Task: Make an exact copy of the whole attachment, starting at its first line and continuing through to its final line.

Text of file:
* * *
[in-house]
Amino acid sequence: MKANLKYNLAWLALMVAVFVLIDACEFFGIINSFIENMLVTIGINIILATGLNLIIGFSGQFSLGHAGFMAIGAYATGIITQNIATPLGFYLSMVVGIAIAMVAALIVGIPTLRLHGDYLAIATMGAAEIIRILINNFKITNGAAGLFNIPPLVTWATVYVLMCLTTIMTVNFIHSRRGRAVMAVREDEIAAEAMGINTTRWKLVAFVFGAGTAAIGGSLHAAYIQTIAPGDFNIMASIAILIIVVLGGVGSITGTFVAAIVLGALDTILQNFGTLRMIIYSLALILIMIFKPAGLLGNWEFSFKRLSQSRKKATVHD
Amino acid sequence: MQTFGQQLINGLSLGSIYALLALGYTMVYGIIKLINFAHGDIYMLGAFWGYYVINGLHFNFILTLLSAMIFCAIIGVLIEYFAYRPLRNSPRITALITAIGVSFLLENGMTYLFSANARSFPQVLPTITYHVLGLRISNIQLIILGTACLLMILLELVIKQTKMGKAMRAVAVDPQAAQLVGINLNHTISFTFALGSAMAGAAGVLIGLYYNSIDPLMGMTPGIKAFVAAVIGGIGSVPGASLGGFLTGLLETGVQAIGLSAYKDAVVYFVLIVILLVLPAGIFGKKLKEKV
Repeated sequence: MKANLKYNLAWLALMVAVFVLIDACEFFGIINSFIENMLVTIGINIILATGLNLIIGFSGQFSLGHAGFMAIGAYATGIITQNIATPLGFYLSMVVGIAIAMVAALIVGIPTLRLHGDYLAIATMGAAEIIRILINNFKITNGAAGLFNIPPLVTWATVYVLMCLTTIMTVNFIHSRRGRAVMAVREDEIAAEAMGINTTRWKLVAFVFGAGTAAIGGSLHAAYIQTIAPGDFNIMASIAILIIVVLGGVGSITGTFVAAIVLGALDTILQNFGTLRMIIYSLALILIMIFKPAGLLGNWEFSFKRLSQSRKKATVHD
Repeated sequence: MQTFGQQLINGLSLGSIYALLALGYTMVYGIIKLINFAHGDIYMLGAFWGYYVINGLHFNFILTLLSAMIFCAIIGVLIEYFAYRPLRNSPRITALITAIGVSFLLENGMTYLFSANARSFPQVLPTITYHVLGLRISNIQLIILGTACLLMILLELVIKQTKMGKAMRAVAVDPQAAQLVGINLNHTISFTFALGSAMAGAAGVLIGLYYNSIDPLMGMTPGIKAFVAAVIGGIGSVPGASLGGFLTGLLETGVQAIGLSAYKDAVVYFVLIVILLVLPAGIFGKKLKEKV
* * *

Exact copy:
[in-house]
Amino acid sequence: MKANLKYNLAWLALMVAVFVLIDACEFFGIINSFIENMLVTIGINIILATGLNLIIGFSGQFSLGHAGFMAIGAYATGIITQNIATPLGFYLSMVVGIAIAMVAALIVGIPTLRLHGDYLAIATMGAAEIIRILINNFKITNGAAGLFNIPPLVTWATVYVLMCLTTIMTVNFIHSRRGRAVMAVREDEIAAEAMGINTTRWKLVAFVFGAGTAAIGGSLHAAYIQTIAPGDFNIMASIAILIIVVLGGVGSITGTFVAAIVLGALDTILQNFGTLRMIIYSLALILIMIFKPAGLLGNWEFSFKRLSQSRKKATVHD
Amino acid sequence: MQTFGQQLINGLSLGSIYALLALGYTMVYGIIKLINFAHGDIYMLGAFWGYYVINGLHFNFILTLLSAMIFCAIIGVLIEYFAYRPLRNSPRITALITAIGVSFLLENGMTYLFSANARSFPQVLPTITYHVLGLRISNIQLIILGTACLLMILLELVIKQTKMGKAMRAVAVDPQAAQLVGINLNHTISFTFALGSAMAGAAGVLIGLYYNSIDPLMGMTPGIKAFVAAVIGGIGSVPGASLGGFLTGLLETGVQAIGLSAYKDAVVYFVLIVILLVLPAGIFGKKLKEKV
Repeated sequence: MKANLKYNLAWLALMVAVFVLIDACEFFGIINSFIENMLVTIGINIILATGLNLIIGFSGQFSLGHAGFMAIGAYATGIITQNIATPLGFYLSMVVGIAIAMVAALIVGIPTLRLHGDYLAIATMGAAEIIRILINNFKITNGAAGLFNIPPLVTWATVYVLMCLTTIMTVNFIHSRRGRAVMAVREDEIAAEAMGINTTRWKLVAFVFGAGTAAIGGSLHAAYIQTIAPGDFNIMASIAILIIVVLGGVGSITGTFVAAIVLGALDTILQNFGTLRMIIYSLALILIMIFKPAGLLGNWEFSFKRLSQSRKKATVHD
Repeated sequence: MQTFGQQLINGLSLGSIYALLALGYTMVYGIIKLINFAHGDIYMLGAFWGYYVINGLHFNFILTLLSAMIFCAIIGVLIEYFAYRPLRNSPRITALITAIGVSFLLENGMTYLFSANARSFPQVLPTITYHVLGLRISNIQLIILGTACLLMILLELVIKQTKMGKAMRAVAVDPQAAQLVGINLNHTISFTFALGSAMAGAAGVLIGLYYNSIDPLMGMTPGIKAFVAAVIGGIGSVPGASLGGFLTGLLETGVQAIGLSAYKDAVVYFVLIVILLVLPAGIFGKKLKEKV